—But never saw her land, forced to dodge a speeding glalie barreling right toward him. He wheeled about, his horn catching her as her shield fell, at which she hissed in pain and shrieked in fury. A number of other voices—one bottomless and all too familiar—cried and screeched and bellowed out in nearly the same instant.
There was no time to turn and find out why. His attacker returned the favor immediately, her horn slashing at his temple, narrowly missing his eye. He roared, and a fresh protect shield came to his summons as she tried once more to blind him. She shielded herself again in the nick of time, as well.
Solonn caught her third strike with his horn, and for a fleeting moment after, the two were locked in a fencing match, trying to get their horns past one another.
Then someone slammed into him from behind—he felt and heard something crack apart against his back, accompanied by a short, gurgling cry—and the force drove his horn deep into the eye socket of the glalie before him.
A burst of yellow light filled his vision as he wrenched himself free of the now-dead Sinaji. Nothing and no one caught him as his momentum threw him backward; he spun about in midair, regaining control of his levitation just in time to avoid plowing face-first into the glowing, segmented tail that fell to earth like a hammer before him, splitting the skull of the glalie below. Blood splashed against him, turning into a briefly-obscuring cloud of mist that cleared to reveal a torrent of flame roaring across the opposite end of the chamber.
Valdrey’s team had arrived.
Solonn didn’t stop to gawk at them or at what had become of the glalie hit by the rapidash’s flamethrower—not that he wanted to find out. He’d spotted Alij with a small horde of Sinaji all bearing down upon him just as the latter’s aura failed him; without hesitation, Solonn charged to the rescue—only for the pair of glalie in his path to disappear into thin air as he struck them. Illusions!
Alij apparently recognized this at the same time; he dealt a sweeping strike against the “multiple” Sinaji as they closed in, destroying a pair of double team clones and revealing their maker in one stroke. Solonn wasted no time in driving the identified enemy straight into the nearest wall. The Sinaji fell to the floor and did not rise again.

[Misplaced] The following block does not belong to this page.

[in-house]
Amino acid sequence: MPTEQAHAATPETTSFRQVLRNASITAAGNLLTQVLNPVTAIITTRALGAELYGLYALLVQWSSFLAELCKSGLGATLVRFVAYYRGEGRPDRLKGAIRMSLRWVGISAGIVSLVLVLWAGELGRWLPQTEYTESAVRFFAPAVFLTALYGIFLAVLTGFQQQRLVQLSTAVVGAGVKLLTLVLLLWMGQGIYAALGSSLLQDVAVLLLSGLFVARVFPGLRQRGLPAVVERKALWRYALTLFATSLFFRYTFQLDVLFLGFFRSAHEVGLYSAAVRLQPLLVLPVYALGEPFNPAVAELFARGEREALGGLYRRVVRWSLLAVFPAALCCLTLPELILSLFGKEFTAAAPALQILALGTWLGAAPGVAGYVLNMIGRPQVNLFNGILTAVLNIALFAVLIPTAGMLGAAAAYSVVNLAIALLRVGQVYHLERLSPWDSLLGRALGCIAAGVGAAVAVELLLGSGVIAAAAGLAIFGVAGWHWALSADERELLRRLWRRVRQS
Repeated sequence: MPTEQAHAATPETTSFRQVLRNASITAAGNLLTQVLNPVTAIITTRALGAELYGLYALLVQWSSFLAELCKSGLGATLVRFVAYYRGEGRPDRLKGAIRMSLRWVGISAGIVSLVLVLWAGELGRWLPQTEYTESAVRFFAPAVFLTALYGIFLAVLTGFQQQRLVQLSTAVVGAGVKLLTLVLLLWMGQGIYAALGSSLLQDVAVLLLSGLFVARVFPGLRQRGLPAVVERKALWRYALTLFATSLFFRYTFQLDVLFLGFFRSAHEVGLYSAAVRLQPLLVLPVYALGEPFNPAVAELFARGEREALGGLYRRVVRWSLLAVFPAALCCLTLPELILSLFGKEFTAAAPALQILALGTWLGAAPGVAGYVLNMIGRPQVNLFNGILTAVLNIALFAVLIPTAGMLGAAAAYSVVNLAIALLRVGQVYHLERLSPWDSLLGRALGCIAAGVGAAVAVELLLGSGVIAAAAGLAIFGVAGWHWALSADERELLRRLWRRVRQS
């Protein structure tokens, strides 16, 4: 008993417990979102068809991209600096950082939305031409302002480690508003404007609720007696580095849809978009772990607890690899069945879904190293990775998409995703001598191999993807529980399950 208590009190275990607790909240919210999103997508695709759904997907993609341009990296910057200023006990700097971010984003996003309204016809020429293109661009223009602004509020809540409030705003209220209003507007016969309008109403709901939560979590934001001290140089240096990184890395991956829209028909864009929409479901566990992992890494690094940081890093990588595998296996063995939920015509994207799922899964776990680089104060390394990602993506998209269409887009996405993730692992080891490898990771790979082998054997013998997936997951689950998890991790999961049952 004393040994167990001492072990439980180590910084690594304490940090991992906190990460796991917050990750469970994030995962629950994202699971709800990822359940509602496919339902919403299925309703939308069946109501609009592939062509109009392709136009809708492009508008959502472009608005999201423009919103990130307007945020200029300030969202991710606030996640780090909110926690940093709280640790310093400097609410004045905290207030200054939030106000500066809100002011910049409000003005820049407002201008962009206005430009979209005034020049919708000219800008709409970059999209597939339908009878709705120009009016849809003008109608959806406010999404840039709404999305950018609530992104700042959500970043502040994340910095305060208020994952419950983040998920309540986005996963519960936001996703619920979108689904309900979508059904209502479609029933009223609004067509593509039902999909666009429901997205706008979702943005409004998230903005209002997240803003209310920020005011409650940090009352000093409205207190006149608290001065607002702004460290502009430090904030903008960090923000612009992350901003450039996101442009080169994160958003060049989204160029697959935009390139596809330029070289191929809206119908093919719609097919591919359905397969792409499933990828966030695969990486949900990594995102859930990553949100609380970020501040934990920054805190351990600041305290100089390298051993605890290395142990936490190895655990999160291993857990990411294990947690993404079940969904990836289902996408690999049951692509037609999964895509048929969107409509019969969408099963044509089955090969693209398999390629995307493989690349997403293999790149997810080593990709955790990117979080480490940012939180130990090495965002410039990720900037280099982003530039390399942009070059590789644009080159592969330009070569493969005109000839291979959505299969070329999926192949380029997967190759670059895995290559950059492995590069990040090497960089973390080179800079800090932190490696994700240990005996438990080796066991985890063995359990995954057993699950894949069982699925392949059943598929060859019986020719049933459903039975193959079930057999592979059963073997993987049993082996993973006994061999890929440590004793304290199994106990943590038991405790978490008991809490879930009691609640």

As Solonn leaned in to make sure the illusionist wasn’t playing dead, his massive frame glowing deep blue all the while, he noticed that the shouts and shots and cracks of colliding bodies were dying down. He turned and was met by a scene that calmed right before his eyes. The fight, it seemed, was over.
Easily more than a dozen glalie lay before him, their blood-mist heavy on the air. Some quivered slightly in place, still breathing, while others were plainly dead—some more plainly than others. He caught sight of one who looked as though they’d tried to swallow a bomb. He ripped his gaze away in an instant, retching in spite of himself.
He discovered that Lirimi and Kala were down, as well, up against the wall near the Sinaji whom Grosh had smashed, their strange, opaque blood smeared across the floor. Quiul knelt before them, healing their injuries, while Daran, conscious once more, looked on.
“Will they be all right?” Grosh inquired from somewhere behind Solonn; the latter couldn’t help but throw a glance back to make sure the steelix was all right. To Solonn’s immense gratitude, he was, from the looks of things. But the golduck standing at his side, with pouches filled with medicine belted to his waist, left Solonn wondering how long that had been the case.
Said golduck then proceeded to offer Solonn a few berries for his own injuries, which he readily accepted. Within moments, he could feel the damage being undone.
Meanwhile Quiul wasn’t responding to Grosh’s question just yet, clearly focused on her work. When the multicolored aura surrounding her and her patients finally dimmed and vanished, “Yes… and no,” she answered. “You’ll live,” she said to the machoke and azumarill, “and you’ll heal. But not if you do any more fighting anytime soon.”
“I’m fine,” Kala insisted. She tried to push herself back up, but could barely get more than her upper torso off the ground before pain distorted her features and brought her back down with a snarl.
“No you’re not.” Daran laid a comforting hand on her shoulder. “Look sis… I know you’re worried about me. But I’m gonna be okay. I mean, look at us: we didn’t even lose any of our guys.”
“That’s… not true.”
Ronal’s voice carried a distinct and chillingly familiar gravity. Solonn didn’t need any further clarification on what had happened. It was only a question of just who had fallen.
The answer, he found, was Zereth. He lay face-up before Zdir, whose already dull eyelight was muted further still as she held him in her gaze. There was another dead glalie just a couple of feet away, whose face had been gouged so many times that they were completely unrecognizable.
“His killer,” Ronal identified; it seemed he’d followed Solonn’s line of sight.
Solonn looked away from the dead Sinaji, letting his gaze sweep across the room again in helpless, dreading curiosity over whether or not any of his other allies had suffered the same fate as Zereth. [Oth thankfully had not; they hovered near the center of the chamber with the luster of half a dozen cosmic powers making their dark hide glitter like the night sky and no injuries that Solonn could detect. But they were only one of the people he was concerned about. “Was anyone else…”
“No,” Quiul said. “No one else but theirs…” She goes quiet for a moment, staring into space. “Eight of theirs, to be exact,” she determines aloud “And the ones still breathing have a long nap ahead of them.”